But deliveries were paused again over a dispute as to who will pay for what will likely be a complex logistical fix that could require technicians to travel widely to mend aircraft based around the world, said the people, who spoke on condition of anonymity because they were not authorized to speak publicly about the matter.

[FULL ARTICLE]

Air Force Risks Losing Third of F-35s If Upkeep Costs Aren’t Cut

By Anthony Capaccio
March 28, 2018

The U.S. Air Force may have to cut its purchases of Lockheed Martin Corp.’s F-35 by a third if it can’t find ways to reduce operations and support costs by as much as 38 percent over a decade, according to an internal analysis.

The shortfall would force the service to subtract 590 of the fighter jets from the 1,763 it plans to order, the Air Force office charged with evaluating the F-35’s impact on operations and budgets, in an assessment obtained by Bloomberg News.

While the Defense Department has said it has gained control over costs for developing and producing a fleet of 2,456 F-35s for the Air Force, Navy and Marine Corps — now projected at $406 billion — the internal analysis underscores the current and looming challenges of maintaining and operating the warplanes.

It may cost as much as $1.1 trillion to keep the F-35s flying and maintained through 2070, according to the current estimate from the Pentagon’s independent cost unit.

[FULL ARTICLE]

F-35: Still No Finish Line in Sight

By: Dan Grazier
March 19, 2018

Jim Roche, then-Secretary of the Air Force, made an announcement on October 26, 2001, that all aviation enthusiasts had been waiting for: a winner had been picked to design and build the Joint Strike Fighter. The American people were assured the new jet would enter service in 2008 and be a high-performance replacement for the military’s aging airframes while only costing between $40 million and $50 million.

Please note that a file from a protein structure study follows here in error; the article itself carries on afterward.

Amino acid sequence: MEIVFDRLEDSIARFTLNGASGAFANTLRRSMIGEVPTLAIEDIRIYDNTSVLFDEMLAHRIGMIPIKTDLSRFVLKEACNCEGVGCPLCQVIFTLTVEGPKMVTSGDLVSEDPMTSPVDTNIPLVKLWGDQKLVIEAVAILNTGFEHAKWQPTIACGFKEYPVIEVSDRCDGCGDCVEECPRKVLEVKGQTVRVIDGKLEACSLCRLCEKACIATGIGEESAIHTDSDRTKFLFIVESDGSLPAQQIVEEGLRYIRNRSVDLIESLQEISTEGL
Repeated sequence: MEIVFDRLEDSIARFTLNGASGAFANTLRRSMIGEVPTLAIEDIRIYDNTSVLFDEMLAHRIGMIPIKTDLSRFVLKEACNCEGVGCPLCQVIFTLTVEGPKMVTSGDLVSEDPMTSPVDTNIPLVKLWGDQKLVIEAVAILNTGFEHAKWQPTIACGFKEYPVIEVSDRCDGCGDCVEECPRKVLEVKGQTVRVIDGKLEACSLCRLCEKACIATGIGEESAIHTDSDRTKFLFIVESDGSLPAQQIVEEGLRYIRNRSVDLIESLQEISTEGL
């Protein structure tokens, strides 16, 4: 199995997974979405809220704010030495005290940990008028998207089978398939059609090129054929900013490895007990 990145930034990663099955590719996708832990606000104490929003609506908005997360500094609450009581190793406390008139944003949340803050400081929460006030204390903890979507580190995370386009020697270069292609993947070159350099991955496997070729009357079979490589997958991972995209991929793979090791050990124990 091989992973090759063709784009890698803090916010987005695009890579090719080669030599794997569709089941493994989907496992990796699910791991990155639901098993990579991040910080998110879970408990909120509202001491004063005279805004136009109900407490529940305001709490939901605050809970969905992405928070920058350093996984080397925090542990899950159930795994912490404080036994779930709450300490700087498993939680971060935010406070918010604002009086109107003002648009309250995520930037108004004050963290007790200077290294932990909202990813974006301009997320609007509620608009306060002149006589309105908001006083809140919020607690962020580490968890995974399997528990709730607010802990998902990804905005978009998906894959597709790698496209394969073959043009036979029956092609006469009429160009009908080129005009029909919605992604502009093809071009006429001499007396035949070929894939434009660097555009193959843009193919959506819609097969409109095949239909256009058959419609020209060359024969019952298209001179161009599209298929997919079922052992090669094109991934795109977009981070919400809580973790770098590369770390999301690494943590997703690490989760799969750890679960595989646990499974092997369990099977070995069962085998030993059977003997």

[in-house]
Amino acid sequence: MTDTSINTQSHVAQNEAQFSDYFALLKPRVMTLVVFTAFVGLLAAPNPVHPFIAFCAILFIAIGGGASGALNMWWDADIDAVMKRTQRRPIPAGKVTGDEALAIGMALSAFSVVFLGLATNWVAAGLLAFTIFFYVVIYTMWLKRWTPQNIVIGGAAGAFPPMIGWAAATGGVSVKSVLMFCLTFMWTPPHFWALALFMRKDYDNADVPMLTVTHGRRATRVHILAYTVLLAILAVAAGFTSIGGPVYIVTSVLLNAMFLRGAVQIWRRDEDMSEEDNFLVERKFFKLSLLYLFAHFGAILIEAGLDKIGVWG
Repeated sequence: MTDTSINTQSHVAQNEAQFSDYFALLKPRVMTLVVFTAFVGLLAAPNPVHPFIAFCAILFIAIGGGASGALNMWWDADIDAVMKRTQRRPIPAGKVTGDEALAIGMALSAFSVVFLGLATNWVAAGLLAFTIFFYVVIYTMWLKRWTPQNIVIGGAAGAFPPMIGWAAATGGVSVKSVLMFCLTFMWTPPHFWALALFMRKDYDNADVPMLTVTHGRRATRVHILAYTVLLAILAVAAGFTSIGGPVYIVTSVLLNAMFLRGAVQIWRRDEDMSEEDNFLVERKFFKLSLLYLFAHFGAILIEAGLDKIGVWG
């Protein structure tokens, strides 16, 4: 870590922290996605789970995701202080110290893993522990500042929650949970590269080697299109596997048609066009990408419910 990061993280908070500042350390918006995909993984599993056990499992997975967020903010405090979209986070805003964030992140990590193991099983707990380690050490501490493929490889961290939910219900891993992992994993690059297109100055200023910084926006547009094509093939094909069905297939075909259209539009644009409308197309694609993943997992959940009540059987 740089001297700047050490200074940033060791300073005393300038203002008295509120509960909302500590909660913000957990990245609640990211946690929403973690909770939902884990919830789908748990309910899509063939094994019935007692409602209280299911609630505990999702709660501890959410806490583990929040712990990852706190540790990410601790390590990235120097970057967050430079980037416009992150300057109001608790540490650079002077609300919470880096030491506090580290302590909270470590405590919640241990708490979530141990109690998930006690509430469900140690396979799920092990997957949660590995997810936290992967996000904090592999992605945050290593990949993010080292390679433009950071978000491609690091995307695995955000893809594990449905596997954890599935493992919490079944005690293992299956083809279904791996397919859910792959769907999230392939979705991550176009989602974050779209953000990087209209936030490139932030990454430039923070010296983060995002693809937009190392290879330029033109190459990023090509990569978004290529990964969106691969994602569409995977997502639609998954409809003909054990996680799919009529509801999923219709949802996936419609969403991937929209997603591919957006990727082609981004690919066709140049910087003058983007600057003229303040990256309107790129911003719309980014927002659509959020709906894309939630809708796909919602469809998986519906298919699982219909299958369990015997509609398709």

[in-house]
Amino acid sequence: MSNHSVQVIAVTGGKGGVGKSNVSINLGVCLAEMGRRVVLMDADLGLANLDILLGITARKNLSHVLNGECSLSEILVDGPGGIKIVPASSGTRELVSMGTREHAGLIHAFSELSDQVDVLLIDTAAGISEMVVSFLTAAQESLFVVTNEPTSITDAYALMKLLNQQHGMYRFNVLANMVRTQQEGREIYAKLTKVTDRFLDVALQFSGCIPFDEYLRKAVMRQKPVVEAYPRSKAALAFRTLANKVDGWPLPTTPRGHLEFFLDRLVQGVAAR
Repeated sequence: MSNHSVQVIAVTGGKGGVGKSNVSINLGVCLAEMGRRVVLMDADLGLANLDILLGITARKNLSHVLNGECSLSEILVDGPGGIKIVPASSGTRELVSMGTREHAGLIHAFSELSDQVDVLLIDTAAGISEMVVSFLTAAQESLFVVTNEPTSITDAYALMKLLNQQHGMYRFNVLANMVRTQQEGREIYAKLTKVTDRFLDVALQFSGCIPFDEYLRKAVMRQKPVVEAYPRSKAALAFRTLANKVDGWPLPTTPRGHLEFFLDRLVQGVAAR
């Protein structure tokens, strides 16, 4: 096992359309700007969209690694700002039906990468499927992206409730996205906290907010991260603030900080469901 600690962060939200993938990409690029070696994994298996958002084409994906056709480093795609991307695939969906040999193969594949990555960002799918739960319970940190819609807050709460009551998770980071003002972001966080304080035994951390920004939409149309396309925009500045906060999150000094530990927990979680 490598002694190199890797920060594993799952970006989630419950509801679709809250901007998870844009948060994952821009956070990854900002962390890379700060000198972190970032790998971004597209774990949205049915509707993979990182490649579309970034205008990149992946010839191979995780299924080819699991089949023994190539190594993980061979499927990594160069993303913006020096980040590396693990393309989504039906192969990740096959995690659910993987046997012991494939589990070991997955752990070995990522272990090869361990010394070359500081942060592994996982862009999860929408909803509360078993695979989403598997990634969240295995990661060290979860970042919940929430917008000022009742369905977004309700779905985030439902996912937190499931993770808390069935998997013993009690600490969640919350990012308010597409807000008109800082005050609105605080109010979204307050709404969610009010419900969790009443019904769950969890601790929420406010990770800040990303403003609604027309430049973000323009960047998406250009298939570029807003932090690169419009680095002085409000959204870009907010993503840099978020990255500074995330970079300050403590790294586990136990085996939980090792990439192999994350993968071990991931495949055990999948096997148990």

The F-35 has now entered an unprecedented seventeenth year of continuing redesign, test deficiencies, fixes, schedule slippages, and cost overruns. And it’s still not at the finish line. Numerous missteps along the way—from the fact that the two competing contractors, Lockheed Martin and Boeing, submitted “flyoff” planes that were crude and undeveloped “technology demonstrators” rather than following the better practice of submitting fully functional prototypes, to concurrent acquisition malpractice that has prevented design flaws from being discovered until after production models were built—have led to where we are now. According to the latest annual report from the Director, Operational Test & Evaluation (DOT&E), 263 “high priority” performance and safety deficiencies remain unresolved and unaddressed, and the developmental tests—essentially, the laboratory tests—are far from complete. If they complete the tests, more deficiencies will surely be found that must be addressed before the plane can safely carry our Airmen and women into combat

[FULL ARTICLE]

Pentagon to move ahead with $3 billion F-35 upgrade program in 2018

By Andrea Shalal
March 23, 2016

The Pentagon expects to award contracts for a $3 billion, six-year effort to upgrade its newest warplane, the Lockheed Martin Corp F-35 fighter jet, by the end of 2018, the Air Force general who runs the $391 billion program said on Wednesday.